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Randomized comparison of ABVD chemotherapy with a strategy that includes radiation therapy in patients with limited-stage Hodgkin's lymphoma: National Cancer Institute of Canada Clinical Trials Group and the Eastern Cooperative Oncology Group.

Research paper by Ralph M RM Meyer, Mary K MK Gospodarowicz, Joseph M JM Connors, Robert G RG Pearcey, Andrea A Bezjak, Woodrow A WA Wells, Bruce F BF Burns, Jane N JN Winter, Sandra J SJ Horning, A Rashid AR Dar, Marina S MS Djurfeldt, Keyue K Ding, Lois E LE Shepherd, ,

Indexed on: 20 Apr '05Published on: 20 Apr '05Published in: Journal of clinical oncology : official journal of the American Society of Clinical Oncology



Abstract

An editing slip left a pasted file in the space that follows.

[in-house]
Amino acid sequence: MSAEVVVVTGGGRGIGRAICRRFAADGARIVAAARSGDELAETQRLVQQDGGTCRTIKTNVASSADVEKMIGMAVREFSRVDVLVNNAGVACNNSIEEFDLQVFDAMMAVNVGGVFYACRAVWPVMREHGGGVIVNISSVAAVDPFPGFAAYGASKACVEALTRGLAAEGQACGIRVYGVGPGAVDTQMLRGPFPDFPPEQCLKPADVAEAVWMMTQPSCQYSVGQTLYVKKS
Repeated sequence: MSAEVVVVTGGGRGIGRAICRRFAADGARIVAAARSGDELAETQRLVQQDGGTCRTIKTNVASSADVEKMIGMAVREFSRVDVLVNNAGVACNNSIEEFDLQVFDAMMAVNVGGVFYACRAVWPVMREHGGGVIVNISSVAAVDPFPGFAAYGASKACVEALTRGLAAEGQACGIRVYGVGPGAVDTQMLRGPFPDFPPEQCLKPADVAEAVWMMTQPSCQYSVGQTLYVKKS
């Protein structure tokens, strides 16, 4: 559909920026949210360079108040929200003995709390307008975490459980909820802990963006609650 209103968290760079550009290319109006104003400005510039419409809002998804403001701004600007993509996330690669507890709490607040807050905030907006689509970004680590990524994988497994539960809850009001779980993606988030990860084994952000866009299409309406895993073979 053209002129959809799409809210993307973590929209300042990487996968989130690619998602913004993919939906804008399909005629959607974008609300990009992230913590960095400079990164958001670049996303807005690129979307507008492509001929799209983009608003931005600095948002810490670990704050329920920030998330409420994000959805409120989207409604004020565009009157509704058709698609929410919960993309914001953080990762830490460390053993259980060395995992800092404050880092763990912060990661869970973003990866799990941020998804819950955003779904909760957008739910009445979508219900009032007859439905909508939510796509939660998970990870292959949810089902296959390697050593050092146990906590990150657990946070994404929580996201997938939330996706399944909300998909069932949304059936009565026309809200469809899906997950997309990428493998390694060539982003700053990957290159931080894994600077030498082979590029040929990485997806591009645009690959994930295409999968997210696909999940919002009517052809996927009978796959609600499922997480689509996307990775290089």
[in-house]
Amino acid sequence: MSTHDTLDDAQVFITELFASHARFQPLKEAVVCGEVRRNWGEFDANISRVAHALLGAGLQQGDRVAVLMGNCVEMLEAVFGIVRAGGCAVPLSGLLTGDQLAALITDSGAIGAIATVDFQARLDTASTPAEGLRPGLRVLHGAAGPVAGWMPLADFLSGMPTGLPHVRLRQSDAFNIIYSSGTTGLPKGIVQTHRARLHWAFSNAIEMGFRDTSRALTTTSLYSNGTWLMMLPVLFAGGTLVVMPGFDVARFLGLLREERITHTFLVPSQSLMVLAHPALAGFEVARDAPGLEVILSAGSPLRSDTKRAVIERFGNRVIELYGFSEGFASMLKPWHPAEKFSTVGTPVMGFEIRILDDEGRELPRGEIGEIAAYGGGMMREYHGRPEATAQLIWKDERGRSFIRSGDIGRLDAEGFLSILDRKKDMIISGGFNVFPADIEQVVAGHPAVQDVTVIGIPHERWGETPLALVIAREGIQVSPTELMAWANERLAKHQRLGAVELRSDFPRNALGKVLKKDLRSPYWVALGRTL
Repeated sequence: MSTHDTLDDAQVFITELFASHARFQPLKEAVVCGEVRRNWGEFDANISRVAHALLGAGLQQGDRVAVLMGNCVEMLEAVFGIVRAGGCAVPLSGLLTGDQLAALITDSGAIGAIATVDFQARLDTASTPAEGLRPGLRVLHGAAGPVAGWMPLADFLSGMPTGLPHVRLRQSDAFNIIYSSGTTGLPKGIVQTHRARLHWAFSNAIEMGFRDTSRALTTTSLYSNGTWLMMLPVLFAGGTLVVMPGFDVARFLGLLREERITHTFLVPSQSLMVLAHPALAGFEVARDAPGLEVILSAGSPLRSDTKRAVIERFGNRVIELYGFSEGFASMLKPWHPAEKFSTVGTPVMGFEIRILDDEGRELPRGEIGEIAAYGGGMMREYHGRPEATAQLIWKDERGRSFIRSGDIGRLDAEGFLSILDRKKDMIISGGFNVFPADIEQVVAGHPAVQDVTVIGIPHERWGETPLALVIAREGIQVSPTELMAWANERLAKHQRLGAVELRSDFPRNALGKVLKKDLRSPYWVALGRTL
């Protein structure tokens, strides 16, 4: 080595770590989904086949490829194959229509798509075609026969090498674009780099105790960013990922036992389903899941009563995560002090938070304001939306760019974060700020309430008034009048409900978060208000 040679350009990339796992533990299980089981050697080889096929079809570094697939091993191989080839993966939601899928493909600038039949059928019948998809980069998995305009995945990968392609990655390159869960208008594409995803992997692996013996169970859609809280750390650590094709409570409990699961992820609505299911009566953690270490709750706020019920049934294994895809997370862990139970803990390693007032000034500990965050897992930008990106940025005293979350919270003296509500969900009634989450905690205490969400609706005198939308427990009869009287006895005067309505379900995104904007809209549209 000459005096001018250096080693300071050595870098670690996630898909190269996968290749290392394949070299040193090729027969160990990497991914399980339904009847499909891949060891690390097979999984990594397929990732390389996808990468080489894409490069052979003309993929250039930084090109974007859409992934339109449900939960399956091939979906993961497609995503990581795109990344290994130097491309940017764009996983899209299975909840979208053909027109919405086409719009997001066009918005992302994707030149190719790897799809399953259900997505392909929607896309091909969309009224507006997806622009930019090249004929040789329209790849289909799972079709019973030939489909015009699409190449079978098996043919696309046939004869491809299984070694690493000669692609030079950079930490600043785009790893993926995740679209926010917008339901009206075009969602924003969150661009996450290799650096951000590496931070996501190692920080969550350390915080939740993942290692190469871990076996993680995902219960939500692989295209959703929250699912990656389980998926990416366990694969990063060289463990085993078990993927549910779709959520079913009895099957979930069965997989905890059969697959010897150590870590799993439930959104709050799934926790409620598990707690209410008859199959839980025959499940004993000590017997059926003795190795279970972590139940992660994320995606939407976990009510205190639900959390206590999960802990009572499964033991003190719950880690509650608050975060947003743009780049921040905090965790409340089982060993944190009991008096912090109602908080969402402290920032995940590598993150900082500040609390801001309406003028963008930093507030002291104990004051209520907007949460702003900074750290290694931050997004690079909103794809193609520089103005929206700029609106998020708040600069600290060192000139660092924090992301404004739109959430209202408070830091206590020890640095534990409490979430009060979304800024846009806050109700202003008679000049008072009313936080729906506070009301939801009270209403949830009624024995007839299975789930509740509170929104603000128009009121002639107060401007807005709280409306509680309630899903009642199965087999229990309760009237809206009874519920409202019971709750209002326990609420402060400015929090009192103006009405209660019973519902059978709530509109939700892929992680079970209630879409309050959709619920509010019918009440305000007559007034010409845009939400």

We report results of a randomized trial comparing ABVD (doxorubicin, bleomycin, vinblastine, and dacarbazine) chemotherapy alone with treatment that includes radiation therapy in patients with limited-stage Hodgkin's lymphoma.Patients with nonbulky clinical stage I to IIA Hodgkin's lymphoma were stratified into favorable and unfavorable risk cohorts. Patients allocated to radiation-containing therapy received subtotal nodal radiation if favorable risk or combined-modality therapy if unfavorable risk. Patients allocated to ABVD received four to six treatment cycles.We evaluated 399 patients. Median follow-up is 4.2 years. In comparison with ABVD alone, 5-year freedom from disease progression is superior in patients allocated to radiation therapy (P = .006; 93% v 87%); no differences in event-free survival (P = .06; 88% v 86%) or overall survival (P = .4; 94% v 96%) were detected. In a subset analyses comparing patients stratified into the unfavorable cohort, freedom from disease progression was superior in patients allocated to combined-modality treatment (P = .004; 95% v 88%); no difference in overall survival was detected (P = .3; 92% v 95%). Of 15 deaths observed, nine were attributed to causes other than Hodgkin's lymphoma or acute treatment-related toxicity.In patients with limited-stage Hodgkin's lymphoma, no difference in overall survival was detected between patients randomly assigned to receive treatment that includes radiation therapy or ABVD alone. Although 5-year freedom from disease progression was superior in patients receiving radiation therapy, this advantage is offset by deaths due to causes other than progressive Hodgkin's lymphoma or acute treatment-related toxicity.

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